Dermatitis is an inflammation of the skin caused by infections, allergies or irritating substances that results in skin rashes.The two most common types of dermatitis are atopic dermatitis and contact dermatitis.

Luxamend Wound Cream is indicated for use in radiation dermatitis.

Luxamend is contraindicated for use on bleeding wounds, skin rashes related to food or medicine allergies, and when an allergy to one of the ingredients is known.

Important Safety Information

Ceracade Skin Emulsion is to be used to treat dry skin conditions and to manage and relieve the burning and itching associated with various types of dermatitis, including atopic dermatitis, irritant contact dermatitis and radiation dermatitis.

Ceracade Skin Emulsion is contraindicated in persons with known hypersensitivity to any of the components of the formulation.

Important Safety Information

Atopic Dermatitis
Atopic dermatitis, also known as atopic eczema, is an inherited disorder that usually develops in the first five years of life and causes extremely itchy rashes. This condition is very common worldwide, and in the United States, 1 in 10 Americans has atopic dermatitis. It has a wide range of symptoms, from excessively dry, itchy skin to painful, itchy rashes.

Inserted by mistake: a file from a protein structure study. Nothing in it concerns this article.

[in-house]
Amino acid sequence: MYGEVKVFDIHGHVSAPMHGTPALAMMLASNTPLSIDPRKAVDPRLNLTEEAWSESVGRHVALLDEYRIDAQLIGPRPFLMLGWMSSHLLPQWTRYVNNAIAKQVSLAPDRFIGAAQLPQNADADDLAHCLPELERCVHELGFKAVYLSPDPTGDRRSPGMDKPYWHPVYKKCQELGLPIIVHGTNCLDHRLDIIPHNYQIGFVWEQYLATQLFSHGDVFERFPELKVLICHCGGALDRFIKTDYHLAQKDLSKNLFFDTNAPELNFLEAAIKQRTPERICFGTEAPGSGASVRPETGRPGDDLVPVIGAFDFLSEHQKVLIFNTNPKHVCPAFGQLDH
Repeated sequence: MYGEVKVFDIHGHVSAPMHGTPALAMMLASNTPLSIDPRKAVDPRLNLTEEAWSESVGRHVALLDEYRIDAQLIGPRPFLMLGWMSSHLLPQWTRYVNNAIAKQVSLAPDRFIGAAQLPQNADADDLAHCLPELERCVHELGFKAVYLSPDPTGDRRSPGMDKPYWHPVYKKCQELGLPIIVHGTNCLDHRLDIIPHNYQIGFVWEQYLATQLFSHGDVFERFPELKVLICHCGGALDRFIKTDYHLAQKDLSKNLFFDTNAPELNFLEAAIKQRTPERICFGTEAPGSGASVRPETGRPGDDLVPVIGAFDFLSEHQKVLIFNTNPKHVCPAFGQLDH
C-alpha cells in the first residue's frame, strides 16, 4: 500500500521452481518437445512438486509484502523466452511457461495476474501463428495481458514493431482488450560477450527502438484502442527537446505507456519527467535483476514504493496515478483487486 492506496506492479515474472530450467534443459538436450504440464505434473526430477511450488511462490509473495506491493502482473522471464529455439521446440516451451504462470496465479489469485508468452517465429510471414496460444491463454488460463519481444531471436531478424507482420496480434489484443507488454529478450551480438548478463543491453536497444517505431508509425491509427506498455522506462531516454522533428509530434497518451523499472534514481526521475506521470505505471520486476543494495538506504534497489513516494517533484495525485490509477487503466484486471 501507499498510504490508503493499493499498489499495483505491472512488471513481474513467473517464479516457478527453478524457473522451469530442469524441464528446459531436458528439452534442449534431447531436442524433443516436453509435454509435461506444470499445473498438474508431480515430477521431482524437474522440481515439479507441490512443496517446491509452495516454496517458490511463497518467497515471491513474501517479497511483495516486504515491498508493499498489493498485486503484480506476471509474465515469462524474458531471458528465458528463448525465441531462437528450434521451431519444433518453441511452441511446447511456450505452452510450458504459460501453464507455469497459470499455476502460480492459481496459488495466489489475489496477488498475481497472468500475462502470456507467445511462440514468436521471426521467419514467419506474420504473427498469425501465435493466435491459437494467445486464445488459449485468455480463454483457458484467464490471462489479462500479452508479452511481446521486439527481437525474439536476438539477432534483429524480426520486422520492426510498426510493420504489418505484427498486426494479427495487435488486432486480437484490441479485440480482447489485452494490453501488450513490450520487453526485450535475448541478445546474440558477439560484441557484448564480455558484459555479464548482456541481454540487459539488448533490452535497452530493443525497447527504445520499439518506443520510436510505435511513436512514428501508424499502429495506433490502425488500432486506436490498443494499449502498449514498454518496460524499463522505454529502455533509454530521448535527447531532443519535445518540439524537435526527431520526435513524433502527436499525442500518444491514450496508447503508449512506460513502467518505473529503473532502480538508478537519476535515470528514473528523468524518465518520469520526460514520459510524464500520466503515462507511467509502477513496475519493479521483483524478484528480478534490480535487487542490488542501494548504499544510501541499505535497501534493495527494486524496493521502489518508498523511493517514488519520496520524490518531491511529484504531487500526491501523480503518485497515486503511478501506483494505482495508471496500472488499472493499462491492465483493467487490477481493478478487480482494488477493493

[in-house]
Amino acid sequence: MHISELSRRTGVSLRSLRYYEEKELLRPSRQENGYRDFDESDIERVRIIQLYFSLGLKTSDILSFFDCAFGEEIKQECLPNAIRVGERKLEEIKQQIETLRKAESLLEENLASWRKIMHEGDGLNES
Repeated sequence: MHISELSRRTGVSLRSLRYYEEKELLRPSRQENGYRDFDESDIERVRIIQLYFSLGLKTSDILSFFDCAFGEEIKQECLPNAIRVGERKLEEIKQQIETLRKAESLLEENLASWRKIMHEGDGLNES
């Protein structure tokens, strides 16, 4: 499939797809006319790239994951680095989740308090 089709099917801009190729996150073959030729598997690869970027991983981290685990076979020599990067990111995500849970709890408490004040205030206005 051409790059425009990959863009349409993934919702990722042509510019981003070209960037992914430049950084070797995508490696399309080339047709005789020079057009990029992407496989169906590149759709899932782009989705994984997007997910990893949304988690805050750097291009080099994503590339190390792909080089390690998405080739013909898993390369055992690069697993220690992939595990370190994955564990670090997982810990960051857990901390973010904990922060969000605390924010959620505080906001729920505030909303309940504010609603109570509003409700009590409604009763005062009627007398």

Irritant Contact Dermatitis
Irritant contact dermatitis is a type of contact dermatitis that occurs when skin cells are damaged by exposure to irritants such as detergents, soaps, bleach, hair dye or makeup. This type of contact dermatitis does not involve an allergic reaction by the immune system and accounts for 80% of all contact dermatitis cases. Symptoms include burning or blistering of the skin, as well as itching.

Radiation Dermatitis
Radiation dermatitis is a common consequence of radiation therapy. Up to 85% of radiation therapy patients develop moderate-to-severe skin reactions. Often termed as skin “burns,” radiation skin reactions are not burns. Rather, they are caused when an imbalance between the normal production of skin cells and the basal cell layer of the skin occurs, damaging the cells at the skin surface.

While a patient undergoes radiotherapy, changes to the skin become noticeable. Early stages of the reaction appear as redness, as well as a mild tightness and itching of the skin. Irritation progresses to soreness, patchy redness and irritation, and pus-like drainage.